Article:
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Writing BAO Adapters - Index



With apologies for the premature release of this article previously, here is the complete version


In part 2 of this series, we took a look at the basic configuration of a development environment. In this post, we'll create a skeleton actor adapter -- this will include the adapter class, its configuration class, and a test class. It's going to be necessarily code-heavy this time around (and in most of the subsequent posts in this series).


Our Example Actor Adapter

For this series, we're going to create a fairly simply actor adapter that attempts to identify a remote host as Windows or UNIX based on its open ports. This is not going to be anything near as complex as nmap, we'll just look at a couple of ports and assume that:

  • If the SSH port (default TCP 22) is open, the host is UNIX.
  • If the SMB port (default TCP 445) is open, the host is Windows (provided the SSH port isn't also open).


We'll allow the user to specify the ports in the adapter configuration. For the purposes of this article, we're only going to create a basic shell -- the minimum parts needed to have our adapter run on the grid.


Configuration Parameters

Each named adapter on the grid has an XML configuration document that allows the user to set global parameters for that adapter. You can also allow the user to over-ride this in individual adapter requests.


The only required method for the actor adapter configuration (in addition to the constructor) is validate(). This method is called when BAO wishes to check that the configuration is valid; if you find any configuration parameters that are not suitable, you throw an InvalidConfigurationException.



The Actor Adapter Life-cycle

It's important to understand the basic life-cycle of an actor adapter before we put together the supporting code.

Adapter States.png

When an actor adapter is loaded, it begins its life in the STOPPED state. The Adapter Manager calls the adapter's initalize() method, after which the adapter is marked as RUNNING. At this point it is expected to respond to calls to its performAction() method.


If the Adapter Manager wishes to stop an adapter -- as a result of a user request, or during peer shutdown for example -- it will mark the adapter as STOPPING and call the adapter's shutdown() method. Note that the adapter's shutdown() method is expected to set the final adapter state of STOPPED once it has finished any clean-up activities (this is not done automatically by the Adapter Manager).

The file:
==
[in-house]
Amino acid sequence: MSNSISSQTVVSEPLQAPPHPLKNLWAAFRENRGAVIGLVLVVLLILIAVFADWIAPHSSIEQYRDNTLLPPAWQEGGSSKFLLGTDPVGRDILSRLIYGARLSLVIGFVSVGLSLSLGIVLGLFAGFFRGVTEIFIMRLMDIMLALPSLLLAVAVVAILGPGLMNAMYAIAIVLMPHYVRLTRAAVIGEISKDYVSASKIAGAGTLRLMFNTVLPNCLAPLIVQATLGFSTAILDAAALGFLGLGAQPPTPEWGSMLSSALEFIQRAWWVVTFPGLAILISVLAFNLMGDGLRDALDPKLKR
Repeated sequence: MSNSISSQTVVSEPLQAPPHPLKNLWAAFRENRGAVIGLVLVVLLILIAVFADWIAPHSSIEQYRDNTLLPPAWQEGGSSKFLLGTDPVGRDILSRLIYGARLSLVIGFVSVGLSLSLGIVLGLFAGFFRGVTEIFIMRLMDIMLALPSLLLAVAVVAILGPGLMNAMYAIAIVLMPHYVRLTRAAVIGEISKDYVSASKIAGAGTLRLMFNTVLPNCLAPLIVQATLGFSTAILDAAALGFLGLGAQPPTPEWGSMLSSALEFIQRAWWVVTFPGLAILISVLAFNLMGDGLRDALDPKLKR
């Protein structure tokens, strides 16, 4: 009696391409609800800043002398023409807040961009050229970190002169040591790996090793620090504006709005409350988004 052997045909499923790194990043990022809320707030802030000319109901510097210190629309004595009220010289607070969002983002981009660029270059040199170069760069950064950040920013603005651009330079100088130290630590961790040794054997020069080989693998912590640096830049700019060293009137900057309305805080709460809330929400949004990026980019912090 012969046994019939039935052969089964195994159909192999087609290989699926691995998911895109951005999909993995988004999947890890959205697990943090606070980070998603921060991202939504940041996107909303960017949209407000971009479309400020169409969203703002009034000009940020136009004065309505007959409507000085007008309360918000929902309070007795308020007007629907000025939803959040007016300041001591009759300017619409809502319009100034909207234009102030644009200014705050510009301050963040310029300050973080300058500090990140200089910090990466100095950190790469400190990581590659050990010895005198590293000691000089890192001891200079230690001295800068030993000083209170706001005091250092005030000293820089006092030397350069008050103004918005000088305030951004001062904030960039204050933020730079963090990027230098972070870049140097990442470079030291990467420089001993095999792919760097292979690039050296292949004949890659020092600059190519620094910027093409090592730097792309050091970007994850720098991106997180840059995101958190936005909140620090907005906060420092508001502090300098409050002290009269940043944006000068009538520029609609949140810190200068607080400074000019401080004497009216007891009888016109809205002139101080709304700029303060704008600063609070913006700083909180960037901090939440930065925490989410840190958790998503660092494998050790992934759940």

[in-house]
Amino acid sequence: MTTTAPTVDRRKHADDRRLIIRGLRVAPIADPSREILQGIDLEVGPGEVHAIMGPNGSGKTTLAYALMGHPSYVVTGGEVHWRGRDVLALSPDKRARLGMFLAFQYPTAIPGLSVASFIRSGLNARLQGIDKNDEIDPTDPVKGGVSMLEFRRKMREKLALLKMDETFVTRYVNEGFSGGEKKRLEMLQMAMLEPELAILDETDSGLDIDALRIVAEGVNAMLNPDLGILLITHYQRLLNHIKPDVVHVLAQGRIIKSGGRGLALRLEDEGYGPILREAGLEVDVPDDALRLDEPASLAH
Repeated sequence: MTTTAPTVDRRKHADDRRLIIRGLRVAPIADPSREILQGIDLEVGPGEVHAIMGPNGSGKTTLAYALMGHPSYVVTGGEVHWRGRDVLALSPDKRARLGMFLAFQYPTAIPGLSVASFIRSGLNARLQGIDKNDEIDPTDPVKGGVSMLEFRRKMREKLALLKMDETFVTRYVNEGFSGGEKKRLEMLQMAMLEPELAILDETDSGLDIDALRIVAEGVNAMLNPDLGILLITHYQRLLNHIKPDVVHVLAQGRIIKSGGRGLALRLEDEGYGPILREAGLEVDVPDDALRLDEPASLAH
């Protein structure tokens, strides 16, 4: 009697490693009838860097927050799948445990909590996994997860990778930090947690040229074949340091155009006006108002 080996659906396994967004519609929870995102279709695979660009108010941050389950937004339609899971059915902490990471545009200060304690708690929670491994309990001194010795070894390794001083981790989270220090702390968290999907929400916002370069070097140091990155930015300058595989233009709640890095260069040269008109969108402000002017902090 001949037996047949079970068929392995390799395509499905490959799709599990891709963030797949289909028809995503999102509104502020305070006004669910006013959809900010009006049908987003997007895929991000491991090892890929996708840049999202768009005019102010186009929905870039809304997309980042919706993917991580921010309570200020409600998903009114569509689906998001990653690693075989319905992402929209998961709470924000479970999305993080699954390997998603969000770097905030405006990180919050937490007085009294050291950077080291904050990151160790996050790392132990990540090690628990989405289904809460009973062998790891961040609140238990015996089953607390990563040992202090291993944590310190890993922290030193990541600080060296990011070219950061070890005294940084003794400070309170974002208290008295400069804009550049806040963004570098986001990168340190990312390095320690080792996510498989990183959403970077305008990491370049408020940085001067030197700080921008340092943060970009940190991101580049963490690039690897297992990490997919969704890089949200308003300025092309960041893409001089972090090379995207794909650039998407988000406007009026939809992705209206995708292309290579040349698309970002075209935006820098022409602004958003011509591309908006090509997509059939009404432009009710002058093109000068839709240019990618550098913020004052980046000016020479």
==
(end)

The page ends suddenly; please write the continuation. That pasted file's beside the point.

Required Methods

There are only a small number of methods required to create the actor adapter, as touched on in the previous section:


public string getAdapterConfigurationClassName()

public void initalize()

public AdapterResponse performAction(AdapterRequest aRequest)

public void shutdown()


The getAdapterConfigurationClassName() method must return the class-name of the adapter's configuration class -- this is how BAO knows which configuration class is associated with the adapter class.


In the initialize() method, you can set up any persistent objects, create connections to external systems, and perform any other activities needed to prepare the adapter. This method can be empty (bar a call to the same method in the super-class).


The performAction() method is called each time your workflows make a call to this adapter. This is where the primary capabilities of the adapter are included.


Finally, the shutdown() method allows you to perform clean-up activities when the adapter has been asked to stop.


The Configuration Class

So with the above said, here is our template "empty" configuration class:


package com.example.bao.adapter.hostid.configuration;

import com.realops.common.configuration.InvalidConfigurationException;

* Configuration class for the Host Identifier Adapter
public class HostIdentifierActorConfig extends BaseAdapterConfiguration{

    // Constructor - when passed the adapter ID as a string
    public HostIdentifierActorConfig(String adapterId) {
        System.out.println("Adapter config created with adapter ID: " + adapterId);